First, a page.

The pot doctor has a backache. As Mahmoud ElSohly, shakes my hand, he’s wincing. Two days ago, ElSohly—the director of the University of Mississippi’s Marijuana Project—bent down the wrong way and threw out his back. And unfortunately, this morning’s visit to his chiropractor didn’t help him much.
Ironically, just outside ElSohly’s office in the Waller Complex—behind bolted doors, coded chambers, and security cameras—lies a government-guarded farm where acres of a pain-relieving drug grow in his care. Only Elsohly isn’t thinking about lighting up: He knows too much.
Read a headline touting a pot study, and it’s likely referencing the University of Mississippi’s carefully cultivated Mexican marijuana. In fact, the National Institute on Drug Abuse has named this lab the country’s one legal source of marijuana for scientific studies. It’s been operating quietly since about 1968—growing, harvesting, processing, standardizing, and analyzing marijuana.
The farm grows strains for testing with varying amounts of pot’s potent ingredient, tetrahydrocannabinol or THC—also known as the chemical that makes you “high.” But it does more than that. “There are many indications for which THC would be a good medicine if you have the right formulations and dosing,” says ElSohly. Unfortunately, this is where the case for medical marijuana gets complicated.
The marijuana plant is made up of more than 500 chemical compounds. Many of these compounds are cannabinoids, which bind to receptors in your body and then affect your immune system and brain. Researchers have pinpointed two main cannabinoids—THC and cannabidiol, or CBD—as beneficial, ElSohly tells me. (The biggest difference: CBD doesn’t make you high.)
Trouble is, when exposed to the high temperature of a burning joint, the 500 or so chemical compounds in marijuana can produce hundreds or thousands of byproducts—many of which are thought to be carcinogens. Research suggests that marijuana smoke can contain up to 70 percent more carcinogenic materials than tobacco smoke. And while many researchers think that—logically—marijuana smoke should cause lung cancer, studies remain inconclusive. (See Does Smoking Pot Cause Lung Cancer?)
But ElSohly contends that the smoke itself isn’t the biggest issue at this point. “There’s an inherent problem with the smoking of marijuana as a delivery system,” he says.
Forty-five years ago, Dr. Lester Grinspoon, now an associate professor emeritus of psychiatry at Harvard Medical School, would have never agreed with the idea of marijuana as a medicine. He thought his friends who lit up were ruining their health. Who would blame him? The U.S. government seemed to agree. In 1970, it classified marijuana as a Schedule I drug—alongside heroin and LSD—as a substance with high abuse potential and no accepted medical purpose.
But in 1967, Grinspoon’s teenage son was diagnosed with acute lymphocytic leukemia. Chemotherapy left him with no appetite, vomiting spells, and nausea—“the kind you feel right down to your toe nails,” the doctor remembers. The drugs that were supposed to ease the pain didn’t. So Grinspoon’s wife pulled up to Wellesley High School and asked her son’s friend for weed.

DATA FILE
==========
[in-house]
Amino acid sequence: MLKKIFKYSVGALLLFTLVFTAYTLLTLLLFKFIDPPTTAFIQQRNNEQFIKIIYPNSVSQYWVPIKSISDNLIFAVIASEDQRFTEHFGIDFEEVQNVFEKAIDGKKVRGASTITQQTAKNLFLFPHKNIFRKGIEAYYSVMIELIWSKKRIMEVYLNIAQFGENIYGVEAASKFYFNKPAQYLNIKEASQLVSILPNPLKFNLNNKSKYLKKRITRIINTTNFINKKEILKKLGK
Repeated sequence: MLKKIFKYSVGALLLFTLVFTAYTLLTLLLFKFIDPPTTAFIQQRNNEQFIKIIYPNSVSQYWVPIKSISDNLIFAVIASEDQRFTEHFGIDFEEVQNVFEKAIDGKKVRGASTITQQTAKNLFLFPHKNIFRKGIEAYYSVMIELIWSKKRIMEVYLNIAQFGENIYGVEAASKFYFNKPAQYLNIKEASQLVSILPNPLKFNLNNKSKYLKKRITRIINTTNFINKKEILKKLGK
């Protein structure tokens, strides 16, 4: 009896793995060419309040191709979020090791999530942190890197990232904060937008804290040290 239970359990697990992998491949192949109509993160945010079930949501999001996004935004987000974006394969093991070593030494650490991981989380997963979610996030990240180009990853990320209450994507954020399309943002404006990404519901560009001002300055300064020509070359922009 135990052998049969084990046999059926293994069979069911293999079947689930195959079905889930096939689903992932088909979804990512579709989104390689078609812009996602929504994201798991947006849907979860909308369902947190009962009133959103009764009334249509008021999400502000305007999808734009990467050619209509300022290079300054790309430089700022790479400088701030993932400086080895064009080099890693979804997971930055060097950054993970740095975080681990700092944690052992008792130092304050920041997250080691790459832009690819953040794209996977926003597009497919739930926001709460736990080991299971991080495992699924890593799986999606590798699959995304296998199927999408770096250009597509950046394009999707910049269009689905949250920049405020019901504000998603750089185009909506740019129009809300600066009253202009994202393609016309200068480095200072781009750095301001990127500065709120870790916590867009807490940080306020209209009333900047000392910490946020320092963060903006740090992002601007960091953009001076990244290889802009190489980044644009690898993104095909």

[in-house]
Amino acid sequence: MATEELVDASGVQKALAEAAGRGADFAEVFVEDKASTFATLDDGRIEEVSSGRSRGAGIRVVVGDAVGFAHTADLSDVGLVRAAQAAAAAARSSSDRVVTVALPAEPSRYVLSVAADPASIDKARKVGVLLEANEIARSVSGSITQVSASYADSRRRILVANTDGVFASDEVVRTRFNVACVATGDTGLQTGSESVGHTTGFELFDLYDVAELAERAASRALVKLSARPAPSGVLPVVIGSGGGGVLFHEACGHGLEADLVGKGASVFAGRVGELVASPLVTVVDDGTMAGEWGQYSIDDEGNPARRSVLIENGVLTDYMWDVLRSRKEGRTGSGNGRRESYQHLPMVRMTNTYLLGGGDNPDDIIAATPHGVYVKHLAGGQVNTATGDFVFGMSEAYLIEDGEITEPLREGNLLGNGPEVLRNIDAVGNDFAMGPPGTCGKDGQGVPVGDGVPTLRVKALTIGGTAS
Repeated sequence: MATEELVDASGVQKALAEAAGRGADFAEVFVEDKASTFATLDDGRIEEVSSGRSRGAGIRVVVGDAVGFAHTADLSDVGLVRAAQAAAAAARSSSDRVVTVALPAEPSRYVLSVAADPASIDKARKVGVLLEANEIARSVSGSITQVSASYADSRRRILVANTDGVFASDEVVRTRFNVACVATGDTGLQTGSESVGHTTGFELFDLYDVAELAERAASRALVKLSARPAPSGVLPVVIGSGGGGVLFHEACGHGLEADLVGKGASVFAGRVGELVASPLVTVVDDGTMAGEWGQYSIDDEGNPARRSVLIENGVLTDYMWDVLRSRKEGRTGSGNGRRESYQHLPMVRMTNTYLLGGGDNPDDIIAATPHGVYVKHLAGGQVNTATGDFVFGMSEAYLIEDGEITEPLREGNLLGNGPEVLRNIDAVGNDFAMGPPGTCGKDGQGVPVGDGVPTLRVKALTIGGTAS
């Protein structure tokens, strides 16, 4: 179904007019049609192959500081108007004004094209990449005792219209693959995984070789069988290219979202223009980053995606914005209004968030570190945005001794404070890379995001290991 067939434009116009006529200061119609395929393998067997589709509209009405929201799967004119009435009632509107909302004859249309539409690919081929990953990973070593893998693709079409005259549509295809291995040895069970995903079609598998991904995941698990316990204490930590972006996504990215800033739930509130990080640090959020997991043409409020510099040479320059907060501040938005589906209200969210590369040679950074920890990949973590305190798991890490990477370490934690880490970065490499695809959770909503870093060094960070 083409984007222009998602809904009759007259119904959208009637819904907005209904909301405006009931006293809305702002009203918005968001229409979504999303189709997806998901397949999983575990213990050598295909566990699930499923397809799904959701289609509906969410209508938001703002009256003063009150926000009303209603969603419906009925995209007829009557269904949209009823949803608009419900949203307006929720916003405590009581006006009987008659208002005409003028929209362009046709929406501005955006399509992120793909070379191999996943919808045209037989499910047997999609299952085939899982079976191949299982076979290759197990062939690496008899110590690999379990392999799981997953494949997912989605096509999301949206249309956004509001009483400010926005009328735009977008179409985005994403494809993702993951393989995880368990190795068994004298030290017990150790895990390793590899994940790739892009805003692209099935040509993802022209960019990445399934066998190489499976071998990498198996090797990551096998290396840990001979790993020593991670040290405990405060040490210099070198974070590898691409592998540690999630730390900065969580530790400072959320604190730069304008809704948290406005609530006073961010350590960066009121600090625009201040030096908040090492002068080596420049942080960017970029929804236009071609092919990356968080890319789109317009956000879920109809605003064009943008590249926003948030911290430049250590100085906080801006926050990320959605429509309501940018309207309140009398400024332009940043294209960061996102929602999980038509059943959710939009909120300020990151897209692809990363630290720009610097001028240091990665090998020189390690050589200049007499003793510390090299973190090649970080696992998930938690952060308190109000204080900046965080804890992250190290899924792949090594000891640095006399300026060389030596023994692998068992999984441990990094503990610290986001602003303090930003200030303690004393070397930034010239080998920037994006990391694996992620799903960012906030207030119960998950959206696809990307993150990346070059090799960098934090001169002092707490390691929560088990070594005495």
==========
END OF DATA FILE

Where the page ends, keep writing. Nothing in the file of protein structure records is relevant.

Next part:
A few minutes before his treatments, Grinspoon’s son would take a few puffs. “We never—for as long as he lived—had to deal with that awful experience of seeing what he went through again,” he says.
But bring something you smoke to the medical world, and chances are they’ll balk at the idea. “Smoking is not an accepted route of administration for medication,” says Dr. Peter Friedmann, professor of Medicine & Community Health at Brown University.
“There are so many variables in the smoking process. It’s ludicrous to think you could come up with a dosage,” ElSohly adds.
This is, in part, why the FDA approved Marinol—a low-dosage formulation of synthetic THC that comes in capsule form. The drug is used to stimulate appetite in people with HIV and control the nausea and vomiting that’s associated with chemotherapy. It’s a good option for people with conditions like cancer who don’t respond to common drugs. It’s also incredibly versatile.
“Does it lower intraocular pressure for glaucoma patients? Yes it does. Does it reduce anxiety? Yes it does. Does it stimulate appetite? Yes it does,” ElSohly says. (Find out which health risk research suggests smoking marijuana could increase.)
The problem: Marinol is one of only two FDA-approved THC-based drugs and, unlike say, Advil, your body doesn’t absorb it well. Only about 10 to 20 percent of the dose becomes available for your body to use. That makes it unpredictable: For some people, the drug works great; others see no benefit whatsoever, says ElSohly. What’s more, it often makes those who it does work for higher than if they had smoked pot—another absorption issue.
Which leaves a clear challenge for researchers: Create a THC delivery method that leads to better absorption while reducing its psychoactive effect. ElSohly and his team are on track to do this at their Ole Miss research facility. They’ve developed a patch that would be applied above your gum line and deliver THC in a way that circumvents Marinol’s absorption problems. If approved, the product could be effective for relieving everything from nerve and cancer pain to glaucoma and anxiety.